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Subject:  Pit depth

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SMITHBROSHOPEDALEHOLLOW

Hopedale Ohio

I have 2 new spots this year for pumpkins. Dug a 5x5 area. Taking out some clay before adding compost and other amends. Is 4 feet deep enough and what are your thoughts on area size for digging. Thanks

4/10/2019 11:27:59 AM

Porkchop(team sLamMer)

Mohawk valley ny

If I were held at gunpoint I’d rather do 10x10 at 2 ft deep...gonna till the rest of the 700-1000 sqft or are you limited in space?

4/10/2019 12:56:54 PM

SMITHBROSHOPEDALEHOLLOW

Hopedale Ohio

Space is good just wanted to see what people thought of pit depth. Thanks

4/10/2019 1:10:27 PM

Porkchop(team sLamMer)

Mohawk valley ny

Yea...I would say 4’ is over kill but if the machine is there,why not, loosen up the whole patch down 24”..got a handle on the rest of the process?

4/10/2019 1:29:14 PM

Iowegian

Anamosa, IA BPIowegian@aol.com

If you are digging a pit into clay and filling it with coarse textured material you could be creating a bathtub that will fill with water and stay wet. With clay subsoil, you are better off building a mound that will have decent drainage. I could get away with a deep pit, because my subsoil is sand. But I never go deeper than 2'.

4/10/2019 1:50:11 PM

SMITHBROSHOPEDALEHOLLOW

Hopedale Ohio

Thanks folks I think the clay is my soil is a good thing after all for drainage and I'm not going to go so deep. Thanks again

4/10/2019 2:09:31 PM

Glenoma Kins

Southwest WA

I think 4 ft is great most people only go 2 ft. But there is one other problem regardless of whether it fills with water. Really... its lack of oxygen. All that compost and ferts will need as much oxygen

4/10/2019 2:59:21 PM

Glenoma Kins

Southwest WA

as you or I (I need more than most obviously). Consider: putting some large spaces for air. The simplest solution might be crosshatching with sticks. Putting a pipe to allow air. Also condider filling with material that wont use a lot

4/10/2019 3:05:03 PM

Glenoma Kins

Southwest WA

of oxygen. In otherwords dont bury me under your pumpkin plant...

4/10/2019 3:06:13 PM

Glenoma Kins

Southwest WA

Fyi this is all theory... because the heavy hitter dont go that deep. But as long as there is oxygen that deep its a viable idea.

4/10/2019 3:08:17 PM

SMITHBROSHOPEDALEHOLLOW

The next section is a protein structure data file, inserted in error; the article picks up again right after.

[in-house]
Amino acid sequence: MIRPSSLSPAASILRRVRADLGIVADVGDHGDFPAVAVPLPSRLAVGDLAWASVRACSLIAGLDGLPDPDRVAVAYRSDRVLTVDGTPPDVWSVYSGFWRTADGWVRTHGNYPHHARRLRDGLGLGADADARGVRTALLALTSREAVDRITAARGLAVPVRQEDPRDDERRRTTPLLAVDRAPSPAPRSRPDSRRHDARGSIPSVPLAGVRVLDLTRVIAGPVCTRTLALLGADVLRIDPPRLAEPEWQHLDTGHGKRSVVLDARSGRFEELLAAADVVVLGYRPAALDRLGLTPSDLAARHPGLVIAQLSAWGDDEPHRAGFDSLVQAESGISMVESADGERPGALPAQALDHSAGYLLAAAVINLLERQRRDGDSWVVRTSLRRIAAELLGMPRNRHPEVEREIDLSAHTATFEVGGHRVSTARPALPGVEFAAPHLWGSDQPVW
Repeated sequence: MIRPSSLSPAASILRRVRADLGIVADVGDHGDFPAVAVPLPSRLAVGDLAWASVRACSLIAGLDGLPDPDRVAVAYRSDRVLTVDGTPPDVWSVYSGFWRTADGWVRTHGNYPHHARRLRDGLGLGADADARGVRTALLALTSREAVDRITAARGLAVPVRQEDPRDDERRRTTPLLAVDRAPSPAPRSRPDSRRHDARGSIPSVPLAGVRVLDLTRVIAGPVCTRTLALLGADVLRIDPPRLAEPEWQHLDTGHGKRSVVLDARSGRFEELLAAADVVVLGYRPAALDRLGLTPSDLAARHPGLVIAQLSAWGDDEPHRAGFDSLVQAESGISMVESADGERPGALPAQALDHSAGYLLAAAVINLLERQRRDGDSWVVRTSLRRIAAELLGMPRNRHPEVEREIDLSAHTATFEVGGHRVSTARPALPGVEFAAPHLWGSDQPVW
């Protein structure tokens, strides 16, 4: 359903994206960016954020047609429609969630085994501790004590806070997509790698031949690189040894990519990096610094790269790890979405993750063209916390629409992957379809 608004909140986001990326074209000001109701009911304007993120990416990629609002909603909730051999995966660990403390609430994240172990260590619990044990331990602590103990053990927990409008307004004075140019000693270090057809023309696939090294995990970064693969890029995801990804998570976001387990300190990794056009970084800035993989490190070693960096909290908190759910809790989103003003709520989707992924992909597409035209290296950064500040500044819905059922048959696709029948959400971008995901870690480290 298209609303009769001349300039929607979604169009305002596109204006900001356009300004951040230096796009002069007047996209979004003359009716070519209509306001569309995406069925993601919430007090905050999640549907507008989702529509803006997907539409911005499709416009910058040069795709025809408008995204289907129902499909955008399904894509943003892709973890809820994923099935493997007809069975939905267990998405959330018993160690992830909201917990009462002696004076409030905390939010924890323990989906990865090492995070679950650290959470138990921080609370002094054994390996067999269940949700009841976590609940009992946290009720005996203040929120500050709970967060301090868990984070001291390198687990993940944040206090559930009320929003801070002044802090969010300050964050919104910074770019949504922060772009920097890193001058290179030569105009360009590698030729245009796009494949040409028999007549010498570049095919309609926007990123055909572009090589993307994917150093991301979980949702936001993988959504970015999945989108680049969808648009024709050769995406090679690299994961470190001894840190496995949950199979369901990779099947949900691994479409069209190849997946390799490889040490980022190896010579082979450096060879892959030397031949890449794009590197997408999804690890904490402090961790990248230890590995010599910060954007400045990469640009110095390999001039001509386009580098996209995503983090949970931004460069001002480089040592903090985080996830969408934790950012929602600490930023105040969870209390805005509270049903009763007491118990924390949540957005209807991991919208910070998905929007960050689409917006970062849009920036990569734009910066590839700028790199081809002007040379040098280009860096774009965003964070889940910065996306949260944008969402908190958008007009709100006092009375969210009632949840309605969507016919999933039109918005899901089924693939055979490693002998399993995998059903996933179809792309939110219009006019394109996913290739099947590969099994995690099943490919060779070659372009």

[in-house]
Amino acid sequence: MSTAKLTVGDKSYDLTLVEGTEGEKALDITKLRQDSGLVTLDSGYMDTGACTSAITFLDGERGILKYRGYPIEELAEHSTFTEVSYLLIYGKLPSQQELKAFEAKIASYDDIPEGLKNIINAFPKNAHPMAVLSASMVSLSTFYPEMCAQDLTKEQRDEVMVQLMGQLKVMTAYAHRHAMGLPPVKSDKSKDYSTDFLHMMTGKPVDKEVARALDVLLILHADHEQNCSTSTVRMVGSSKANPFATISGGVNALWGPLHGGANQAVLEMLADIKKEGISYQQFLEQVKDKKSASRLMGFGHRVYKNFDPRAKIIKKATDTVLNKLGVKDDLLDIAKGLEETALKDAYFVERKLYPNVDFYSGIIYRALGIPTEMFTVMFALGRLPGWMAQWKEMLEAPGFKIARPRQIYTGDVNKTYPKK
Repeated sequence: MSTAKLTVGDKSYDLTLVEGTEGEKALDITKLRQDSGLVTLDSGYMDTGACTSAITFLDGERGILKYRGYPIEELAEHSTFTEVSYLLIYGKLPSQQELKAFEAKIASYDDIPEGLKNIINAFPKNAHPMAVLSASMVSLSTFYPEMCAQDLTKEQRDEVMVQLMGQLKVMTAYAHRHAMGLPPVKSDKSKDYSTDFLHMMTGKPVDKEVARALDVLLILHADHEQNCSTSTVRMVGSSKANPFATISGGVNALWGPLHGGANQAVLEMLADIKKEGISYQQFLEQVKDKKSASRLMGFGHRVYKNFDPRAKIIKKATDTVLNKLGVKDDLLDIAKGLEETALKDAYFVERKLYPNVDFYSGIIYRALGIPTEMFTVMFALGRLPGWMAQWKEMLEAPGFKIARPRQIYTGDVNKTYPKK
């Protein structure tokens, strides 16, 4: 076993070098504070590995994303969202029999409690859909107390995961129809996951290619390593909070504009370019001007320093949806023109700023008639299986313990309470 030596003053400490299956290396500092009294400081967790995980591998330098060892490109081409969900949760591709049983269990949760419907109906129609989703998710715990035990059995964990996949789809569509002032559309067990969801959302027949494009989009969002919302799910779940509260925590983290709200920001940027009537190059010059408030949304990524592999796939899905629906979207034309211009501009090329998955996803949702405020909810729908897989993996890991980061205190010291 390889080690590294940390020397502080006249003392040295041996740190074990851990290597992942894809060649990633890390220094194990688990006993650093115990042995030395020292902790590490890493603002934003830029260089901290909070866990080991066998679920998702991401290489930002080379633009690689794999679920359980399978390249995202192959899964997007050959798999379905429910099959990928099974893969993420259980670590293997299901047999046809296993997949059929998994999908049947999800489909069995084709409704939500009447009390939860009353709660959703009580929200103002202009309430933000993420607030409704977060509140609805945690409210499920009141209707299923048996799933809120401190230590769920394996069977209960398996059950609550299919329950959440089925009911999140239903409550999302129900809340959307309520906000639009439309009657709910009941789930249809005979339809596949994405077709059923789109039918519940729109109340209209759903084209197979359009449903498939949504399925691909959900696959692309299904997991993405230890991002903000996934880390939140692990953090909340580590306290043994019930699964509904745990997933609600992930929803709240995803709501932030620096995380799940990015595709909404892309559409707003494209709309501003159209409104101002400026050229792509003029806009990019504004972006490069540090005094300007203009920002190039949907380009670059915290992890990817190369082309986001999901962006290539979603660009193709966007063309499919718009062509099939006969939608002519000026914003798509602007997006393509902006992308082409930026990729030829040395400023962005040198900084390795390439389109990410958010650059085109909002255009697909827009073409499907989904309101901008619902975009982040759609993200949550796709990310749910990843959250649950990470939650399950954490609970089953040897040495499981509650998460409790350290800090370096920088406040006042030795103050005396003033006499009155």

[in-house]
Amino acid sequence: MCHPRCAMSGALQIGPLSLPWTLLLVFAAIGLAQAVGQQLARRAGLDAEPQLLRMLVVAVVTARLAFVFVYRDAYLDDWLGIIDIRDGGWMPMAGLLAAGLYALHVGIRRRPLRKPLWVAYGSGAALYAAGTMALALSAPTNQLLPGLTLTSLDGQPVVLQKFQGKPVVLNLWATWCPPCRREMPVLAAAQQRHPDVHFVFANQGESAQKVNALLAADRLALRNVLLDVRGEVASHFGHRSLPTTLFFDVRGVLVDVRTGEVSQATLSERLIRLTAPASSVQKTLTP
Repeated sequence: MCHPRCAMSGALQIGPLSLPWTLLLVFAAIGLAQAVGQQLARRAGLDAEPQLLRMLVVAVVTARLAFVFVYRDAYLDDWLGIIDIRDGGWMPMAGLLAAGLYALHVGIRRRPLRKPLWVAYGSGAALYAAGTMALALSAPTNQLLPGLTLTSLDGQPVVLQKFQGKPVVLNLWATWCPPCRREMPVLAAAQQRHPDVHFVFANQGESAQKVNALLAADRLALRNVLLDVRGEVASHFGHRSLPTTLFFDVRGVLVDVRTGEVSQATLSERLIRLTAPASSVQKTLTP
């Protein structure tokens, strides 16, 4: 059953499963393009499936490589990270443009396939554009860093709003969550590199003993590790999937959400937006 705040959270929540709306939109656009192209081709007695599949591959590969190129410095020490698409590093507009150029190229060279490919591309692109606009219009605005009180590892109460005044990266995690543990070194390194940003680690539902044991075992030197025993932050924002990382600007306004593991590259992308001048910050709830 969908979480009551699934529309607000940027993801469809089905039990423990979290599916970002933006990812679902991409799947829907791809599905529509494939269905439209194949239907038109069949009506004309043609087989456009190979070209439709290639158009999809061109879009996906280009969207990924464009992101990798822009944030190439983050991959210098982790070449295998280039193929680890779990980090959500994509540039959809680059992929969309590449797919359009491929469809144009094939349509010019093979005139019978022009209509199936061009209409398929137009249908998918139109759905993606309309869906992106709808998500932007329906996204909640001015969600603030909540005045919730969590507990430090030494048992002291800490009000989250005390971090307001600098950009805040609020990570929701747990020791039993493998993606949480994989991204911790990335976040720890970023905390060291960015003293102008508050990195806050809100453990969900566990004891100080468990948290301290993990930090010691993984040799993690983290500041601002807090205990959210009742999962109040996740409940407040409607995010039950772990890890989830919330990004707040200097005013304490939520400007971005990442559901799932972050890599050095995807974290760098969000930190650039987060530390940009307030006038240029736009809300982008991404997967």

Hopedale Ohio

Thank you all again, as usual I got some very helpful information and some new ideas to ponder.

4/10/2019 3:54:28 PM

Suburban Gardener

Western Washington

As someone with two 4' deep pumpkin pits, it's a whole lot of pumpkin pit. It's quite huge and enough to swallow up children and pets.

I'm hoping to dig up my pumpkin roots in the autumn and see how far down the roots really made it. Will post on my grower's diary.

A few layers of sterilized straw in between the soil helps keep the new soil from compacting.

All the best to you and everyone!

4/12/2019 12:29:19 PM

SMITHBROSHOPEDALEHOLLOW

Hopedale Ohio

Thanks Suburban Gardener Good Luck to You
Mr Bubba say's no pit It's a swimming pool for bad things and water. I've dug 2 and filled and I have 2 other spots to mound. I guess I'll see in the fall which worked better. Have a great weekend all!

4/12/2019 3:05:07 PM

pumpkinpal2

Syracuse, NY

unless you enclose a pit with plastic, the water in the pit will be at the same level as it is anywhere around it.

4/13/2019 2:06:58 AM

Iowegian

Anamosa, IA BPIowegian@aol.com

Not necessarily, pumpkinpal2. Clay can seal up as well as plastic. Several years ago I checked on a farmer who had a problem with a wet spot in a waterway that was dry all around. We decided that it needed a tile line run up the middle. When the contractor started digging a trench for the tile, he started hitting buried trees. Soon a huge gush of water erupted and ran out. It looked like a river for about 5 minutes, then it quit. Many years earlier, someone had buried the trees in the clay subsoil and filled over it with silt soil. The water pooled in the pit in the clay. You can create something similar but on a smaller scale if you dig a 4' deep pit in tough clay. The clay won't be as wet because water just won't move through it very fast. The backfill with coarser grained soil will have more voids in it that will fill with rain water that can't penetrate the surrounding clay.

4/13/2019 10:35:11 AM

pumpkinpal2

Syracuse, NY

okay, VERY informative point taken, and thank you---eg

4/13/2019 3:30:55 PM

Glenoma Kins

Southwest WA

I had an unusual opposite experience. I dug a 4' pit which I thought would hit a well draining layer but unexpectedly could not get past the clay zone. And despite heavy rains.. Constant rain nearing 10" this month... It has not held water. Its risky though.

My clay might be 50% fine silt. It absorbs water very well.

A big factor might be to not pastify/liquefy or disturb the clay too much when digging the hole.

Lots of dont's with clay: Dont dig when the ground is saturated... Don't leave bare ground, always protect it from rain... Always cover with straw or compost. Don't use heavy machinery.

4/13/2019 6:24:33 PM

pumpkinpal2

Syracuse, NY

All right, CLAY-ton.
I tell ye, if I and you ever end up at the Big Show
at the same time, we'll have our own table with the biggest
FRUITS at it, ever! ha ha ha

4/14/2019 1:01:20 AM

Total Posts: 18 Current Server Time: 9/18/2019 1:56:31 PM
 
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